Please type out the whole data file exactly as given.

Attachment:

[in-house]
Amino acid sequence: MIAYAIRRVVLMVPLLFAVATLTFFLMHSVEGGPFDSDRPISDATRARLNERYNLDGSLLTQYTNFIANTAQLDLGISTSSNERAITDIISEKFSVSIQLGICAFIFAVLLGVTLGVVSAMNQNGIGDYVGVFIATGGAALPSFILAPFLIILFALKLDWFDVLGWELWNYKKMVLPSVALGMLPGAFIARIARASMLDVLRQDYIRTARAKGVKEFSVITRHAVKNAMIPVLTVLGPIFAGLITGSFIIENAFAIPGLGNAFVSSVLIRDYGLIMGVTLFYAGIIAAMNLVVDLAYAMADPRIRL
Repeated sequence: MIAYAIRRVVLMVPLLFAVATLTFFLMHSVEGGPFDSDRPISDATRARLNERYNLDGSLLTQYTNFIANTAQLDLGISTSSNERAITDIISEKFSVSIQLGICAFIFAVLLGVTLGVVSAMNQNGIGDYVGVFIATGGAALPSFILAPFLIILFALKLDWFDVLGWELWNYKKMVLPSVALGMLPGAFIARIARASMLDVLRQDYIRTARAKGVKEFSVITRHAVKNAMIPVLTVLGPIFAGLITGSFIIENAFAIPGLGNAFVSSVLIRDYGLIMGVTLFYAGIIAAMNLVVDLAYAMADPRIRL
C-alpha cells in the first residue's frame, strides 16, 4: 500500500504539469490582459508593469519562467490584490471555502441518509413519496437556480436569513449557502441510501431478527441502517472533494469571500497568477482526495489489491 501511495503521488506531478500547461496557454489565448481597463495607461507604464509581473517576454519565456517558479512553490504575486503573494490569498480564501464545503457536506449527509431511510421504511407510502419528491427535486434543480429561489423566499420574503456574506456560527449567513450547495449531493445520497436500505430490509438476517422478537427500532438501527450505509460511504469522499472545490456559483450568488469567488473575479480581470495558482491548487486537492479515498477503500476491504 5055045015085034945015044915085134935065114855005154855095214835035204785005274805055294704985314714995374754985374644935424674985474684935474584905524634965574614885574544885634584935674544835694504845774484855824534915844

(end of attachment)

[in-house]
Amino acid sequence: MIAYAIRRVVLMVPLLFAVATLTFFLMHSVEGGPFDSDRPISDATRARLNERYNLDGSLLTQYTNFIANTAQLDLGISTSSNERAITDIISEKFSVSIQLGICAFIFAVLLGVTLGVVSAMNQNGIGDYVGVFIATGGAALPSFILAPFLIILFALKLDWFDVLGWELWNYKKMVLPSVALGMLPGAFIARIARASMLDVLRQDYIRTARAKGVKEFSVITRHAVKNAMIPVLTVLGPIFAGLITGSFIIENAFAIPGLGNAFVSSVLIRDYGLIMGVTLFYAGIIAAMNLVVDLAYAMADPRIRL
Repeated sequence: MIAYAIRRVVLMVPLLFAVATLTFFLMHSVEGGPFDSDRPISDATRARLNERYNLDGSLLTQYTNFIANTAQLDLGISTSSNERAITDIISEKFSVSIQLGICAFIFAVLLGVTLGVVSAMNQNGIGDYVGVFIATGGAALPSFILAPFLIILFALKLDWFDVLGWELWNYKKMVLPSVALGMLPGAFIARIARASMLDVLRQDYIRTARAKGVKEFSVITRHAVKNAMIPVLTVLGPIFAGLITGSFIIENAFAIPGLGNAFVSSVLIRDYGLIMGVTLFYAGIIAAMNLVVDLAYAMADPRIRL
C-alpha cells in the first residue's frame, strides 16, 4: 500500500504539469490582459508593469519562467490584490471555502441518509413519496437556480436569513449557502441510501431478527441502517472533494469571500497568477482526495489489491 501511495503521488506531478500547461496557454489565448481597463495607461507604464509581473517576454519565456517558479512553490504575486503573494490569498480564501464545503457536506449527509431511510421504511407510502419528491427535486434543480429561489423566499420574503456574506456560527449567513450547495449531493445520497436500505430490509438476517422478537427500532438501527450505509460511504469522499472545490456559483450568488469567488473575479480581470495558482491548487486537492479515498477503500476491504 5055045015085034945015044915085134935065114855005154855095214835035204785005274805055294704985314714995374754985374644935424674985474684935474584905524634965574614885574544885634584935674544835694504845774484855824534915844